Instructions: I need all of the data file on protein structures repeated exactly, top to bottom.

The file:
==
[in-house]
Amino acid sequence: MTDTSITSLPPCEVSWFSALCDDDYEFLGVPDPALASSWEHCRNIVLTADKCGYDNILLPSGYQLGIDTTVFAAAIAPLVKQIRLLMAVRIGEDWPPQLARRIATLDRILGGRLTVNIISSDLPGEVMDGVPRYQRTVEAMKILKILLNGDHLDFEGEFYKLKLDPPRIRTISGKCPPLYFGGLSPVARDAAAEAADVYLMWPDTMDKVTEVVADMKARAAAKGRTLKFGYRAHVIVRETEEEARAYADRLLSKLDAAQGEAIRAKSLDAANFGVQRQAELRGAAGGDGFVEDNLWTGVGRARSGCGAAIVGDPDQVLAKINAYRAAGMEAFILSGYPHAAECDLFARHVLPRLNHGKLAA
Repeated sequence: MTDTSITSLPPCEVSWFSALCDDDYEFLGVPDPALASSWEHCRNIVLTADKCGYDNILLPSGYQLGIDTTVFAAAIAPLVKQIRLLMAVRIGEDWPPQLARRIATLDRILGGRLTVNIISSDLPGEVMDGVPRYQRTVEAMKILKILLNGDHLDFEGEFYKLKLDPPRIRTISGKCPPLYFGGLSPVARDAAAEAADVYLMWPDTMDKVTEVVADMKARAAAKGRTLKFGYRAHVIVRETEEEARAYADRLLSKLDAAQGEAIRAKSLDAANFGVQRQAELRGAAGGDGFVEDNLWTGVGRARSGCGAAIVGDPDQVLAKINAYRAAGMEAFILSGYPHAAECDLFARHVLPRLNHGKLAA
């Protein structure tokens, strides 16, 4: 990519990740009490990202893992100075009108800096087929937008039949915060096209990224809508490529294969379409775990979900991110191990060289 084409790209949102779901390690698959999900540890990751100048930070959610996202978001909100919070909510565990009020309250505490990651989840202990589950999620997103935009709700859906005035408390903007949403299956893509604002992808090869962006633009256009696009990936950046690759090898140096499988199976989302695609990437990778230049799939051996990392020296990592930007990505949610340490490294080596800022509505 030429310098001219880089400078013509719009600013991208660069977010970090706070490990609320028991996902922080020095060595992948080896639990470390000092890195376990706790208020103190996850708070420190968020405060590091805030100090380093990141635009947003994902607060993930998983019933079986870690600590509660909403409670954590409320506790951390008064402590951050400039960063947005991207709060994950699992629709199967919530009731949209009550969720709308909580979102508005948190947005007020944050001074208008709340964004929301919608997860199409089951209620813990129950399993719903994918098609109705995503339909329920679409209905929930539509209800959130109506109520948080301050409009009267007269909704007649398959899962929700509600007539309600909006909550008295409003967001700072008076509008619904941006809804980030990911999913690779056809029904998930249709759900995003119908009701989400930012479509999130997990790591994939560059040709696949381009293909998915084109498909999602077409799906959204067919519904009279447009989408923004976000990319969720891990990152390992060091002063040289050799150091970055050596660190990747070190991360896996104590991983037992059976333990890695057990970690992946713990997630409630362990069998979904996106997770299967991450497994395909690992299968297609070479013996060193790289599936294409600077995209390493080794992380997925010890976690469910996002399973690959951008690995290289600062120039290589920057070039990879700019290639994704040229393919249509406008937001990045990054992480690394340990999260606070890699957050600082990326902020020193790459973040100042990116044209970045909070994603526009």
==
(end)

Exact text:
[in-house]
Amino acid sequence: MTDTSITSLPPCEVSWFSALCDDDYEFLGVPDPALASSWEHCRNIVLTADKCGYDNILLPSGYQLGIDTTVFAAAIAPLVKQIRLLMAVRIGEDWPPQLARRIATLDRILGGRLTVNIISSDLPGEVMDGVPRYQRTVEAMKILKILLNGDHLDFEGEFYKLKLDPPRIRTISGKCPPLYFGGLSPVARDAAAEAADVYLMWPDTMDKVTEVVADMKARAAAKGRTLKFGYRAHVIVRETEEEARAYADRLLSKLDAAQGEAIRAKSLDAANFGVQRQAELRGAAGGDGFVEDNLWTGVGRARSGCGAAIVGDPDQVLAKINAYRAAGMEAFILSGYPHAAECDLFARHVLPRLNHGKLAA
Repeated sequence: MTDTSITSLPPCEVSWFSALCDDDYEFLGVPDPALASSWEHCRNIVLTADKCGYDNILLPSGYQLGIDTTVFAAAIAPLVKQIRLLMAVRIGEDWPPQLARRIATLDRILGGRLTVNIISSDLPGEVMDGVPRYQRTVEAMKILKILLNGDHLDFEGEFYKLKLDPPRIRTISGKCPPLYFGGLSPVARDAAAEAADVYLMWPDTMDKVTEVVADMKARAAAKGRTLKFGYRAHVIVRETEEEARAYADRLLSKLDAAQGEAIRAKSLDAANFGVQRQAELRGAAGGDGFVEDNLWTGVGRARSGCGAAIVGDPDQVLAKINAYRAAGMEAFILSGYPHAAECDLFARHVLPRLNHGKLAA
């Protein structure tokens, strides 16, 4: 990519990740009490990202893992100075009108800096087929937008039949915060096209990224809508490529294969379409775990979900991110191990060289 084409790209949102779901390690698959999900540890990751100048930070959610996202978001909100919070909510565990009020309250505490990651989840202990589950999620997103935009709700859906005035408390903007949403299956893509604002992808090869962006633009256009696009990936950046690759090898140096499988199976989302695609990437990778230049799939051996990392020296990592930007990505949610340490490294080596800022509505 030429310098001219880089400078013509719009600013991208660069977010970090706070490990609320028991996902922080020095060595992948080896639990470390000092890195376990706790208020103190996850708070420190968020405060590091805030100090380093990141635009947003994902607060993930998983019933079986870690600590509660909403409670954590409320506790951390008064402590951050400039960063947005991207709060994950699992629709199967919530009731949209009550969720709308909580979102508005948190947005007020944050001074208008709340964004929301919608997860199409089951209620813990129950399993719903994918098609109705995503339909329920679409209905929930539509209800959130109506109520948080301050409009009267007269909704007649398959899962929700509600007539309600909006909550008295409003967001700072008076509008619904941006809804980030990911999913690779056809029904998930249709759900995003119908009701989400930012479509999130997990790591994939560059040709696949381009293909998915084109498909999602077409799906959204067919519904009279447009989408923004976000990319969720891990990152390992060091002063040289050799150091970055050596660190990747070190991360896996104590991983037992059976333990890695057990970690992946713990997630409630362990069998979904996106997770299967991450497994395909690992299968297609070479013996060193790289599936294409600077995209390493080794992380997925010890976690469910996002399973690959951008690995290289600062120039290589920057070039990879700019290639994704040229393919249509406008937001990045990054992480690394340990999260606070890699957050600082990326902020020193790459973040100042990116044209970045909070994603526009």